But I don’t want to be angry. I am a positive, kind, pleasant person. My customer service voice IS my normal voice. I want to be that person again.

So I guess that’s my how we’re starting 2021 post. If you want to follow along on these quests, follow me here and join me on Patreon.

My Music and Me

Someone said to me recently, “I would love to just sit and listen to you talk about music for hours.”

While this person was meaning to compliment me, saying that my passion for and love of music was something they appreciated in me, it was a bittersweet statement. Because music is such a huge part of the fabric of my being—despite not actively being a musician, in any way, any more—it is something that I love to share with other people.

But so often I find that other people are, if not completely disinterested from the start, easily bored by my musings and gushings and overall zeal when it comes to the topic of music.

One of the easiest parts of my Patreon to maintain is my music Monday posts, where I share a video (or occasionally a playlist) of some song. Sometimes it’s a song with a deep, important meaning to me; other times it’s just a cool song that I want other people to hear. I’ve even decided to dedicate one music Monday per month to artists I discover on TikTok, for the sole sake of sharing.

Because it is easy for me, it is free to the world. But even free, I can’t get anyone to be interested.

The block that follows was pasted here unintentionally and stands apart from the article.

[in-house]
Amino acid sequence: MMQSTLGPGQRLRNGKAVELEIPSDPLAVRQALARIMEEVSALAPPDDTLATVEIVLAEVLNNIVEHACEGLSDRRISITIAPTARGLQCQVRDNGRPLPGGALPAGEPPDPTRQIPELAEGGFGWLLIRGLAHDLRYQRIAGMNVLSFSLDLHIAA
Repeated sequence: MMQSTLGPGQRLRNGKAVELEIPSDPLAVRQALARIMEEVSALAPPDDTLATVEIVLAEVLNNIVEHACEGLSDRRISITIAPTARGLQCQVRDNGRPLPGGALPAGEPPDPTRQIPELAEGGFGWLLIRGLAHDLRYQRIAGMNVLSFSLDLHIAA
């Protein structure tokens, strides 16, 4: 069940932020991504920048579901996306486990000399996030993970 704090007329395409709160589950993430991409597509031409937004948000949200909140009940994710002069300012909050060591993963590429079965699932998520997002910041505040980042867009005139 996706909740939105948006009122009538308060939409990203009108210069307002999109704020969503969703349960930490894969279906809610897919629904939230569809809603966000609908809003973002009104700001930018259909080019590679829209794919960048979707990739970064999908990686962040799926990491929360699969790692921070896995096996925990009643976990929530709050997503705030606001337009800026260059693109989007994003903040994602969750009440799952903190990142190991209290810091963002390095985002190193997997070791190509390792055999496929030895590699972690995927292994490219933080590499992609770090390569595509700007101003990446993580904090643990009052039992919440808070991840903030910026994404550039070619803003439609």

In the same vein, I used to “work” for a small—now defunct—independent record label called Tranquilizer Records, based out of Toronto. It was started by the person who helped to form the band promotions team I was part of and I don’t think it ever made any profit. But my “job” (which I have put in quotations because it was strictly on a volunteer basis but it was still work and a job because I put A LOT of time into it) was as a podcast host. I had a weekly show, one hour per, where I talked about music and played music.

In retrospect, there was probably some royalties issues in that but they were technically not my royalties issues and I was told I could do whatever I wanted (within reason).

So I played a lot of whatever I wanted to play. I had only just embarked on a indie label showcase series where I picked an independent record label each week and talked about their bands and played some of my favorite songs from those bands. It was a good time.

For me.